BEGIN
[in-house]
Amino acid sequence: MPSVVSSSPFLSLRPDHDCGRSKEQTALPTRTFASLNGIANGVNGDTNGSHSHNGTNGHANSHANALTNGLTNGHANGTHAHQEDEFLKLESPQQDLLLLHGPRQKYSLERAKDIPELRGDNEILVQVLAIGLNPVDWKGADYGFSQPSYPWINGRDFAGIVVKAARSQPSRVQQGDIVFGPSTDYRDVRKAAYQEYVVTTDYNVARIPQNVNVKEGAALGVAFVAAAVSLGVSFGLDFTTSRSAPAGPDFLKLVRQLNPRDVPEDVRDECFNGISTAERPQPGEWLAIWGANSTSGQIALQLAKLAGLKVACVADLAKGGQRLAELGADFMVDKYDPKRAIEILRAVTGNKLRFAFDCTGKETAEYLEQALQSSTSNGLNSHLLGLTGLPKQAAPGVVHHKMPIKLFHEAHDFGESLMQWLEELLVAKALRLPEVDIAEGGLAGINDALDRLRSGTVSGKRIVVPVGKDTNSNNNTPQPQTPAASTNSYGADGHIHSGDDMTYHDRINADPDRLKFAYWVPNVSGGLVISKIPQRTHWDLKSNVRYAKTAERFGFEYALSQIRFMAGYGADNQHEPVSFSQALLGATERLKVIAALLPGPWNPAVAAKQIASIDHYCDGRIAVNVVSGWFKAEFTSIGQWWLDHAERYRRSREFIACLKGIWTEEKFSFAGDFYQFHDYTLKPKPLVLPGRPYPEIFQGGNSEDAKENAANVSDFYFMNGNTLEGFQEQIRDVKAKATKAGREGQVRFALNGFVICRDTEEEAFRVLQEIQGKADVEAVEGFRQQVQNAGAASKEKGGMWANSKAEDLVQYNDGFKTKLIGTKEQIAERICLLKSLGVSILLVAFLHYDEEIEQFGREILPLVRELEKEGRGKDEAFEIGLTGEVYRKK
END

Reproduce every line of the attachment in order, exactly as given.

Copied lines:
[in-house]
Amino acid sequence: MPSVVSSSPFLSLRPDHDCGRSKEQTALPTRTFASLNGIANGVNGDTNGSHSHNGTNGHANSHANALTNGLTNGHANGTHAHQEDEFLKLESPQQDLLLLHGPRQKYSLERAKDIPELRGDNEILVQVLAIGLNPVDWKGADYGFSQPSYPWINGRDFAGIVVKAARSQPSRVQQGDIVFGPSTDYRDVRKAAYQEYVVTTDYNVARIPQNVNVKEGAALGVAFVAAAVSLGVSFGLDFTTSRSAPAGPDFLKLVRQLNPRDVPEDVRDECFNGISTAERPQPGEWLAIWGANSTSGQIALQLAKLAGLKVACVADLAKGGQRLAELGADFMVDKYDPKRAIEILRAVTGNKLRFAFDCTGKETAEYLEQALQSSTSNGLNSHLLGLTGLPKQAAPGVVHHKMPIKLFHEAHDFGESLMQWLEELLVAKALRLPEVDIAEGGLAGINDALDRLRSGTVSGKRIVVPVGKDTNSNNNTPQPQTPAASTNSYGADGHIHSGDDMTYHDRINADPDRLKFAYWVPNVSGGLVISKIPQRTHWDLKSNVRYAKTAERFGFEYALSQIRFMAGYGADNQHEPVSFSQALLGATERLKVIAALLPGPWNPAVAAKQIASIDHYCDGRIAVNVVSGWFKAEFTSIGQWWLDHAERYRRSREFIACLKGIWTEEKFSFAGDFYQFHDYTLKPKPLVLPGRPYPEIFQGGNSEDAKENAANVSDFYFMNGNTLEGFQEQIRDVKAKATKAGREGQVRFALNGFVICRDTEEEAFRVLQEIQGKADVEAVEGFRQQVQNAGAASKEKGGMWANSKAEDLVQYNDGFKTKLIGTKEQIAERICLLKSLGVSILLVAFLHYDEEIEQFGREILPLVRELEKEGRGKDEAFEIGLTGEVYRKK